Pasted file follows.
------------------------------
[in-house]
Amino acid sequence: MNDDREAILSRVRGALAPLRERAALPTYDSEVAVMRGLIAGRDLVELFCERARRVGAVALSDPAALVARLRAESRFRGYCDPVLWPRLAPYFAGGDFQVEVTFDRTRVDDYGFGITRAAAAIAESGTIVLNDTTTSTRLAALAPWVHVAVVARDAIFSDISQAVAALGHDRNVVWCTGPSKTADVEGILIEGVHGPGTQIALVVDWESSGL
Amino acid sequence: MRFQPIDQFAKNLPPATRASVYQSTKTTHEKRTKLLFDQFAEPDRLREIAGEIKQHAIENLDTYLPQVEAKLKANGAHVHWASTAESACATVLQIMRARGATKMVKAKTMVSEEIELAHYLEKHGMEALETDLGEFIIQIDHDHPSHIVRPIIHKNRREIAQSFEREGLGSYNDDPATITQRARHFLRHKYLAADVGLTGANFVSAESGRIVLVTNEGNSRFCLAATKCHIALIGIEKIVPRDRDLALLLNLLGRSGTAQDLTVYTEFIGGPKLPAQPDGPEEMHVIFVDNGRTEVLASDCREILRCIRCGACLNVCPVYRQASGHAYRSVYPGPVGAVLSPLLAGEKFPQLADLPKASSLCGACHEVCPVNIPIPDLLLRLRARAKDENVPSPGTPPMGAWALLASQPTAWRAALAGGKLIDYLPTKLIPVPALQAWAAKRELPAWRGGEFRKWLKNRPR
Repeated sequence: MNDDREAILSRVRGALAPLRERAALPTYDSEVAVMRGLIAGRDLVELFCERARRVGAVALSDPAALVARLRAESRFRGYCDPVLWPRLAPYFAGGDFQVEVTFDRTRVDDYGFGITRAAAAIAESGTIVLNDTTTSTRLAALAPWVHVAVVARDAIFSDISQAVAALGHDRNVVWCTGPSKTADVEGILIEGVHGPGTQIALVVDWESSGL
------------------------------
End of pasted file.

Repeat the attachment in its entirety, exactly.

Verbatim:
[in-house]
Amino acid sequence: MNDDREAILSRVRGALAPLRERAALPTYDSEVAVMRGLIAGRDLVELFCERARRVGAVALSDPAALVARLRAESRFRGYCDPVLWPRLAPYFAGGDFQVEVTFDRTRVDDYGFGITRAAAAIAESGTIVLNDTTTSTRLAALAPWVHVAVVARDAIFSDISQAVAALGHDRNVVWCTGPSKTADVEGILIEGVHGPGTQIALVVDWESSGL
Amino acid sequence: MRFQPIDQFAKNLPPATRASVYQSTKTTHEKRTKLLFDQFAEPDRLREIAGEIKQHAIENLDTYLPQVEAKLKANGAHVHWASTAESACATVLQIMRARGATKMVKAKTMVSEEIELAHYLEKHGMEALETDLGEFIIQIDHDHPSHIVRPIIHKNRREIAQSFEREGLGSYNDDPATITQRARHFLRHKYLAADVGLTGANFVSAESGRIVLVTNEGNSRFCLAATKCHIALIGIEKIVPRDRDLALLLNLLGRSGTAQDLTVYTEFIGGPKLPAQPDGPEEMHVIFVDNGRTEVLASDCREILRCIRCGACLNVCPVYRQASGHAYRSVYPGPVGAVLSPLLAGEKFPQLADLPKASSLCGACHEVCPVNIPIPDLLLRLRARAKDENVPSPGTPPMGAWALLASQPTAWRAALAGGKLIDYLPTKLIPVPALQAWAAKRELPAWRGGEFRKWLKNRPR
Repeated sequence: MNDDREAILSRVRGALAPLRERAALPTYDSEVAVMRGLIAGRDLVELFCERARRVGAVALSDPAALVARLRAESRFRGYCDPVLWPRLAPYFAGGDFQVEVTFDRTRVDDYGFGITRAAAAIAESGTIVLNDTTTSTRLAALAPWVHVAVVARDAIFSDISQAVAALGHDRNVVWCTGPSKTADVEGILIEGVHGPGTQIALVVDWESSGL